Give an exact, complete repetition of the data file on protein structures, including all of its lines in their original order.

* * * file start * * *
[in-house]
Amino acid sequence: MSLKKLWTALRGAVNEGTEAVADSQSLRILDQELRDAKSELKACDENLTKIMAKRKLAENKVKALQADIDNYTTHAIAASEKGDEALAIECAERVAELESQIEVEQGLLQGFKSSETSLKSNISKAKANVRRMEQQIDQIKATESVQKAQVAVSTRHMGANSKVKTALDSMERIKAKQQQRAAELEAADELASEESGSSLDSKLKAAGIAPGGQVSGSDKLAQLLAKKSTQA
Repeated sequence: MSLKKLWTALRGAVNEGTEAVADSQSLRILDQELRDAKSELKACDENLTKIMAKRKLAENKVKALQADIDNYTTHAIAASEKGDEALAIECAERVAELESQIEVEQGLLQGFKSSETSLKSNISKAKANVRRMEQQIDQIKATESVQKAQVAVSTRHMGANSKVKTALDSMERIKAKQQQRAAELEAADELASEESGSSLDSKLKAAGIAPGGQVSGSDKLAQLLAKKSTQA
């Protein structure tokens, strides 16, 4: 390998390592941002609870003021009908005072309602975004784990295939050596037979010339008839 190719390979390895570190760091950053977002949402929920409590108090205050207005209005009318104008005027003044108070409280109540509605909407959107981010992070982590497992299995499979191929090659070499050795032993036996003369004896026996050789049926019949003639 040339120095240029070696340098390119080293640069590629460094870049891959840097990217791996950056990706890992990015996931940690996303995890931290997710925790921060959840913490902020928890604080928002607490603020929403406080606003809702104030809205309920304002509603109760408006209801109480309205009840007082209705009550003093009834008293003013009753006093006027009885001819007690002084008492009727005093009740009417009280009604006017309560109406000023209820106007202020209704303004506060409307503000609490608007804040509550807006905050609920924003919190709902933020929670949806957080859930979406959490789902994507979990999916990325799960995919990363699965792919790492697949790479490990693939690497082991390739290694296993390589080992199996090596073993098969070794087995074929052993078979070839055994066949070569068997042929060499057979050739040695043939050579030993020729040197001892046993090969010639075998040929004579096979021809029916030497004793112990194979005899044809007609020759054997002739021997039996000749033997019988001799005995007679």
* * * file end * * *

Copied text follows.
[in-house]
Amino acid sequence: MSLKKLWTALRGAVNEGTEAVADSQSLRILDQELRDAKSELKACDENLTKIMAKRKLAENKVKALQADIDNYTTHAIAASEKGDEALAIECAERVAELESQIEVEQGLLQGFKSSETSLKSNISKAKANVRRMEQQIDQIKATESVQKAQVAVSTRHMGANSKVKTALDSMERIKAKQQQRAAELEAADELASEESGSSLDSKLKAAGIAPGGQVSGSDKLAQLLAKKSTQA
Repeated sequence: MSLKKLWTALRGAVNEGTEAVADSQSLRILDQELRDAKSELKACDENLTKIMAKRKLAENKVKALQADIDNYTTHAIAASEKGDEALAIECAERVAELESQIEVEQGLLQGFKSSETSLKSNISKAKANVRRMEQQIDQIKATESVQKAQVAVSTRHMGANSKVKTALDSMERIKAKQQQRAAELEAADELASEESGSSLDSKLKAAGIAPGGQVSGSDKLAQLLAKKSTQA
């Protein structure tokens, strides 16, 4: 390998390592941002609870003021009908005072309602975004784990295939050596037979010339008839 190719390979390895570190760091950053977002949402929920409590108090205050207005209005009318104008005027003044108070409280109540509605909407959107981010992070982590497992299995499979191929090659070499050795032993036996003369004896026996050789049926019949003639 040339120095240029070696340098390119080293640069590629460094870049891959840097990217791996950056990706890992990015996931940690996303995890931290997710925790921060959840913490902020928890604080928002607490603020929403406080606003809702104030809205309920304002509603109760408006209801109480309205009840007082209705009550003093009834008293003013009753006093006027009885001819007690002084008492009727005093009740009417009280009604006017309560109406000023209820106007202020209704303004506060409307503000609490608007804040509550807006905050609920924003919190709902933020929670949806957080859930979406959490789902994507979990999916990325799960995919990363699965792919790492697949790479490990693939690497082991390739290694296993390589080992199996090596073993098969070794087995074929052993078979070839055994066949070569068997042929060499057979050739040695043939050579030993020729040197001892046993090969010639075998040929004579096979021809029916030497004793112990194979005899044809007609020759054997002739021997039996000749033997019988001799005995007679």